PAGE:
Nella Davidse says desperate women come to the popular resort town looking for opportunity
Three nights a week, missionary Nella Davidse goes to bars and hangs out with prostitutes.
She lives in Pattaya, a popular resort town on the coast of Thailand, where an estimated 20,000 women work as prostitutes. Most are lured by the promise of big money and the hopes of meeting a rich, foreign husband. Many are raising children in extreme poverty. Most loathe their jobs, but feel they have no choice.
It’s not an easy place to be. But, Davidse says, it’s where God wants her.
“I needed perseverance,” said Davidse, 42, who left her native Holland to join Youth With A Mission (YWAM) in Thailand nine years ago. “For a long time we didn’t see much fruit. I felt like I had my feet in the door, and if I pulled back, it would smash. … I had to say … ‘God, I trust in You and not in people.'”
Davidse first trained with YWAM in northern Thailand. While still taking language lessons, she found herself on a short outreach to Pattaya. She walked the streets and knew God had called her here.
In 1999 Davidse founded the Tamar Center, a downtown mission offering English lessons, job training and discipleship to the bar girls of Pattaya. “We came with an invasion of eight people, all committed for five years,” she said. “After a year, only I was left. That was hard.”
One by one, life circumstances and discouragement took Davidse’s team away. But she stayed, focusing at first on relationship-building and daily intercession, adding English lessons and job opportunities and finally moving the center into an old school building.
From there, she and seven other single women counsel, give health-care advice and teach regular language classes. Lessons are preceded by a short devotional and usually close with worship in English and Thai.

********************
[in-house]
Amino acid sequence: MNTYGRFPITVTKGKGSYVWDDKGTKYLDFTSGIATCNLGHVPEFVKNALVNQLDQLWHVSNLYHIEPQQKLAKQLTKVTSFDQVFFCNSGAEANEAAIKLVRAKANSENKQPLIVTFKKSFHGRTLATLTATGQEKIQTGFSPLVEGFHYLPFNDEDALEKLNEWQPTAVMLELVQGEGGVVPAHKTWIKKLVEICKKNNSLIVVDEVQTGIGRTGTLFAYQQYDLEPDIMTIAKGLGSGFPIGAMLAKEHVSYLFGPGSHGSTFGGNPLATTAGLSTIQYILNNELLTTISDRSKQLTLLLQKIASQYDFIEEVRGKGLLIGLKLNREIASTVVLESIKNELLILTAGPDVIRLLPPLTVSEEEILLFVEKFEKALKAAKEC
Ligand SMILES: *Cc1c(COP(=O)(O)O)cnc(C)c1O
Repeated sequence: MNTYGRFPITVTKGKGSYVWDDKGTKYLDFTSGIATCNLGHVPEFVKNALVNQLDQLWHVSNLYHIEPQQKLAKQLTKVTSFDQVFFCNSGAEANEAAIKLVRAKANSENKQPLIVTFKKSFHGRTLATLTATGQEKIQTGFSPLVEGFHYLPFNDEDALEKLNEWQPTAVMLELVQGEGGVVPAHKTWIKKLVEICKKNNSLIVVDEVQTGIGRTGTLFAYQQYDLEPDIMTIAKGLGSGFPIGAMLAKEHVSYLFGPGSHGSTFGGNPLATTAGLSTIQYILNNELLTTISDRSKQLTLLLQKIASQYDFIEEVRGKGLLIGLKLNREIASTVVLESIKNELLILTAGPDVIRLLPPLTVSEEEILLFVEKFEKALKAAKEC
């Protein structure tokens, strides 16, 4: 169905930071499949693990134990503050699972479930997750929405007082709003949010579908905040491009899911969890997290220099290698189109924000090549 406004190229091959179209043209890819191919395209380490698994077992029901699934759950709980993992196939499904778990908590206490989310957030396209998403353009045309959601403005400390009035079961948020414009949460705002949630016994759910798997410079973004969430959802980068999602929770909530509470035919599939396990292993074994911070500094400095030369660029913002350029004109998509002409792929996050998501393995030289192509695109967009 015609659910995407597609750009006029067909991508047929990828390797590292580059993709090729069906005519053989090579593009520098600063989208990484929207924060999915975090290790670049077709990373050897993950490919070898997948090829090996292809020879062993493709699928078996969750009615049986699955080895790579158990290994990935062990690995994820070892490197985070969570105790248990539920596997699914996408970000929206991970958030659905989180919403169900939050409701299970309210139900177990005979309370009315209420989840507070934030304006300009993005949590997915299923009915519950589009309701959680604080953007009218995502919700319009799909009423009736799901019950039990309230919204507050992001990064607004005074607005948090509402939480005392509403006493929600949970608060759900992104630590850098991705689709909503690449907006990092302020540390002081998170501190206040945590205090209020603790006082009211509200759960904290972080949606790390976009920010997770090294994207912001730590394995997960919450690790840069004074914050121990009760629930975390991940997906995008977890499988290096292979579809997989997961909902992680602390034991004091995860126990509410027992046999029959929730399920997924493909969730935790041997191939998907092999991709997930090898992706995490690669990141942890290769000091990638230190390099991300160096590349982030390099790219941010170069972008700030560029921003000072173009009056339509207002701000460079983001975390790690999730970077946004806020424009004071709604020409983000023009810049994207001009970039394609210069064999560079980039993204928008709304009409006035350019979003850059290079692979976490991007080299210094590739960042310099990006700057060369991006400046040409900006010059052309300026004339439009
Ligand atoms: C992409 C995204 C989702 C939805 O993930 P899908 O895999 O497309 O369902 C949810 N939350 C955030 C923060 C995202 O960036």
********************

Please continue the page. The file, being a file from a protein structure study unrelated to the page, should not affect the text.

Many at the center make greeting cards as a means of alternate income; the cards are sold on the Internet at www.tamarcards.net. Training in sewing or hairstyling is also offered annually.
“God told us we shouldn’t call this place Sodom anymore,” Davidse said. “We should call it Nineveh because this is the city that will come to the Lord.”
The center joined with an American missions team in March to host two dinners for bar-girls. Almost 50 were invited the first night; on the second, that number more than doubled. Tamar staff reported several healings and say even the local teenagers hired to serve dinner came forward at the evening’s close and asked to receive Christ.
“Revival is on the way,” said Surapon Yuthiwattana, who pastors New Vision Christian Fellowship in Pattaya. “We believe that God will revive Pattaya city–every ministry and church and government and business.”
But things are still hard for Davidse. Part of the trouble is the culture. Thais profess Christ with ease, she says–tell them He is something good, and they want Him. But without a clear understanding of who God is or what He requires, they falter.
“We see girls coming to the Lord and really excited, but to really persevere and be changed–we haven’t seen it,” she said.
Among other things, she’s praying that the Holy Spirit will convict the city of its sin. “They come to Jesus because they want something,” Davidse said. “It feels so different sometimes, me living my life for God, making sacrifices for Him–and here are people who only want something from Him.”
Still, it’s clear God is working here–even in unexpected ways. The U.S. Navy visits Pattaya each year, dropping off 3,000 sailors for a little R&R. When that happens, Davidse and her staff join sailors and local churches in a worship service at a local hotel. Not long ago, Davidse met an American couple whose son had become a Christian in a Pattaya hotel room while there with the Navy.
For Davidse, the incident was further proof that God works in mysterious ways. “When we came here, we felt God saying: ‘Don’t focus on the darkness. Focus on Me,'” she said. “It’s like the seed in the ground–dying to self and trusting God. I just want to be obedient.”
Benjie Hughes in Pattaya, Thailand